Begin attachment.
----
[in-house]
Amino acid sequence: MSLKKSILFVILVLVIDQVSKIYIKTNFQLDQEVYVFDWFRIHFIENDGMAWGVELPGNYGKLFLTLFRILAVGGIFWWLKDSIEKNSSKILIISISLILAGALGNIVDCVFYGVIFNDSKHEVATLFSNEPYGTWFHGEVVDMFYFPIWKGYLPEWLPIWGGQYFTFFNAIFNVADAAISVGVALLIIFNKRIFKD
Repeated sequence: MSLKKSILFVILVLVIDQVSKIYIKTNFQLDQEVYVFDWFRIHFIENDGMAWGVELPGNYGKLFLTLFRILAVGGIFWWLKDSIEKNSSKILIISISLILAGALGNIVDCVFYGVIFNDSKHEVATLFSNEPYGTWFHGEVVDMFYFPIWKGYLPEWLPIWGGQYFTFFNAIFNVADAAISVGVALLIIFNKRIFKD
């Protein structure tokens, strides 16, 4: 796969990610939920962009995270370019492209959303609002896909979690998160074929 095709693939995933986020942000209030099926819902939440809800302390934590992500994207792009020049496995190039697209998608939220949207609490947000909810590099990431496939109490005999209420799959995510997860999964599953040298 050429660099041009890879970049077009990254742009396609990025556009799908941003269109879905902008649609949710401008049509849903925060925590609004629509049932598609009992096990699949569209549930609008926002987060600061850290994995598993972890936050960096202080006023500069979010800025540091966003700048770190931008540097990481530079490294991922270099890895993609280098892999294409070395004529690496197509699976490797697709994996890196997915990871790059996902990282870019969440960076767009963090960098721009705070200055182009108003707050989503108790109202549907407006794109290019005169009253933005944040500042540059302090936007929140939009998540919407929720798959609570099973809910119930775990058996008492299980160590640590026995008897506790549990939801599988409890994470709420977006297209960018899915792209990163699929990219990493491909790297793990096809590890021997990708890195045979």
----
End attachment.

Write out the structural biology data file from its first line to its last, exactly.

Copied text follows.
[in-house]
Amino acid sequence: MSLKKSILFVILVLVIDQVSKIYIKTNFQLDQEVYVFDWFRIHFIENDGMAWGVELPGNYGKLFLTLFRILAVGGIFWWLKDSIEKNSSKILIISISLILAGALGNIVDCVFYGVIFNDSKHEVATLFSNEPYGTWFHGEVVDMFYFPIWKGYLPEWLPIWGGQYFTFFNAIFNVADAAISVGVALLIIFNKRIFKD
Repeated sequence: MSLKKSILFVILVLVIDQVSKIYIKTNFQLDQEVYVFDWFRIHFIENDGMAWGVELPGNYGKLFLTLFRILAVGGIFWWLKDSIEKNSSKILIISISLILAGALGNIVDCVFYGVIFNDSKHEVATLFSNEPYGTWFHGEVVDMFYFPIWKGYLPEWLPIWGGQYFTFFNAIFNVADAAISVGVALLIIFNKRIFKD
């Protein structure tokens, strides 16, 4: 796969990610939920962009995270370019492209959303609002896909979690998160074929 095709693939995933986020942000209030099926819902939440809800302390934590992500994207792009020049496995190039697209998608939220949207609490947000909810590099990431496939109490005999209420799959995510997860999964599953040298 050429660099041009890879970049077009990254742009396609990025556009799908941003269109879905902008649609949710401008049509849903925060925590609004629509049932598609009992096990699949569209549930609008926002987060600061850290994995598993972890936050960096202080006023500069979010800025540091966003700048770190931008540097990481530079490294991922270099890895993609280098892999294409070395004529690496197509699976490797697709994996890196997915990871790059996902990282870019969440960076767009963090960098721009705070200055182009108003707050989503108790109202549907407006794109290019005169009253933005944040500042540059302090936007929140939009998540919407929720798959609570099973809910119930775990058996008492299980160590640590026995008897506790549990939801599988409890994470709420977006297209960018899915792209990163699929990219990493491909790297793990096809590890021997990708890195045979």